Everyone interprets from time to time, but there's a big difference between interpreting to talk about yourself, and interrupting to add meaning to the conversation. The former is obviously super rude, while the latter is usually OK. "The key is really to make the interruption serve the conversation and to pay more attention to the times you mindlessly interrupt others," said Melanie Pinola on Lifehacker.com.

9. Standing With Crossed Arms

Standing with crossed arms can give off some pretty powerful subliminal messages, whether you mean to or not. That's because crossing your arms over your chest signals defensiveness and resistance, according to communications expert Karen Friedman, on Forbes. To appear more approachable, and way less rude, keep your arms comfortably down at your sides.

10. Not Remembering Someone's Name

I know, you're horrible with names, and so no one should expect anything different from you. But when you consider how hurtful it is to have your name forgotten, you might be willing to put in a little more effort. And by that, I just mean repeating the person's name until it sticks. According to a study published in the journal Consciousness and Cognition, researchers found that repetition is the key to making a piece of information stick, according to Kate Bratksier on HuffingtonPost.com. Keep saying the person's name to yourself, and repeat it to someone else, until it's well lodged in your brain.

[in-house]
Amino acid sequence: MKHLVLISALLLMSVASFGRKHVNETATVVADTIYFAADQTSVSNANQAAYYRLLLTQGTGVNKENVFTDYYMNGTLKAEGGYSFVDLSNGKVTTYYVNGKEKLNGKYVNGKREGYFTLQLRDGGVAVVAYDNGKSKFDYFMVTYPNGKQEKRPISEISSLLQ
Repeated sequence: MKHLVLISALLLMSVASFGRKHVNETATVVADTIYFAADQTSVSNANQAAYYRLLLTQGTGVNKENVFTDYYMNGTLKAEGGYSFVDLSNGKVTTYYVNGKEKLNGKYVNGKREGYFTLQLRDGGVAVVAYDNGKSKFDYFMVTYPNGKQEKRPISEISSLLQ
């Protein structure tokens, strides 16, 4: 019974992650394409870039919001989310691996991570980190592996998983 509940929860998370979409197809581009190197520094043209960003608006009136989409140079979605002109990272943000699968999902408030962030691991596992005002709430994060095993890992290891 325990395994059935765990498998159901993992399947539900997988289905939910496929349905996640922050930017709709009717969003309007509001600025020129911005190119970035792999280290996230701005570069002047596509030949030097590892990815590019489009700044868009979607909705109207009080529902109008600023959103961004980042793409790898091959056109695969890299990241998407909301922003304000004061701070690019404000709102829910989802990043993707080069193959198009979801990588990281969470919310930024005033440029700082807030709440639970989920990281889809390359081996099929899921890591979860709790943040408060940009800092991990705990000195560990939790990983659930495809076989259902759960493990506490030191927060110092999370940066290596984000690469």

11. Blocking The Aisle In The Grocery Store

Many incidents of rudeness come about when people lack awareness of their personal surroundings. I could make a list a mile long — walking too slow on the sidewalk, blocking others on the sidewalk, leaving your cart in the middle of the aisle in the grocery store, etc. etc. If you do these things, just try to be more aware of your surroundings, and the other people in it. (End of PSA.)

12. Showing Up Empty-Handed

There comes a time in life when simple hang outs turn into "get togethers," and these events require showing up with some sort of hostess gift. "Arriving without anything for the host makes it seem like the invite was no big deal," said Fabiana Santana on TheDailyMeal.com. But it totally was. Your friend had to clean and make food, so show you're appreciation with a bottle of wine, or bag of chips.

13. Driving Too Slow

This one kind of ties in with number 11, and being aware of your personal surroundings. When it comes to driving, however, the stakes go up about 100 percent. That's because you're now involving huge pieces of metal, high speeds, and people's safety. So be sure to stay aware of your surroundings when you're driving, and keep up with the speed limit. It's much safer, and you'll be less likely to make your fellow drivers totally insane.

That's really all it takes — just a few little tweaks here and there, and some personal awareness, and you can get rid of all your accidental rudeness. I know that I'm going to be more aware of lateness. What about you?